Inside Con Ed’s Herculean response to Hurricane Sandy

The mega-storm ended up being bigger and more destructive than anyone had expected. To keep the public and employees informed, the electric utility had to use every tool it had.

“The best-laid plans didn’t quite live up to the ferocity of this storm,” says Ann Cameron, Con Ed’s director of creative services. “We had an astounding number of outages.”

Con Ed is an organization of “contingency people,” she says, but Sandy’s storm surge exceeded even the most-dire forecasts. The utility lost 78 percent of its overhead electrical system, and the underground networks in Lower Manhattan also went down.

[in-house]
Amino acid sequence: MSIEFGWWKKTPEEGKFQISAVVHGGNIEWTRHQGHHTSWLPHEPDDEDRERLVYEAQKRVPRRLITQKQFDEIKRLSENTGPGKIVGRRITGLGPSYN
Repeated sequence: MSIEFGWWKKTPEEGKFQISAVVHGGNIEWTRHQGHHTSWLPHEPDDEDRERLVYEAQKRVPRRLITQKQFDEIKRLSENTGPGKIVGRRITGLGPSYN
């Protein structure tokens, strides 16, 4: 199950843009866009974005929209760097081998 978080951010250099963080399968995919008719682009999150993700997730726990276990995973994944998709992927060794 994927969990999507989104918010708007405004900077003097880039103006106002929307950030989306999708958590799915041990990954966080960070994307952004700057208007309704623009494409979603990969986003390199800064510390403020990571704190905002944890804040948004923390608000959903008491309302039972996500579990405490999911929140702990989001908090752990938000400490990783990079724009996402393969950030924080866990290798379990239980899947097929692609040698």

“Our lights went out here, too,” Cameron says. “We were all working.”

In the face of a crisis of that scope, Con Ed’s communicators had a huge task in getting timely material out to the public and to employees. They did so through online and traditional means, and they learned a few lessons in the process.

Informing the public

Regulations on electric utilities stipulate that electricity providers provide customers an estimated time of restoration (ETR) within 48 hours of an outage. Con Ed offered one—the utility promised to get 90 percent of customers back up within two weeks—through several venues.

“Most of the communications during the storm were carried through the media,” Cameron says.

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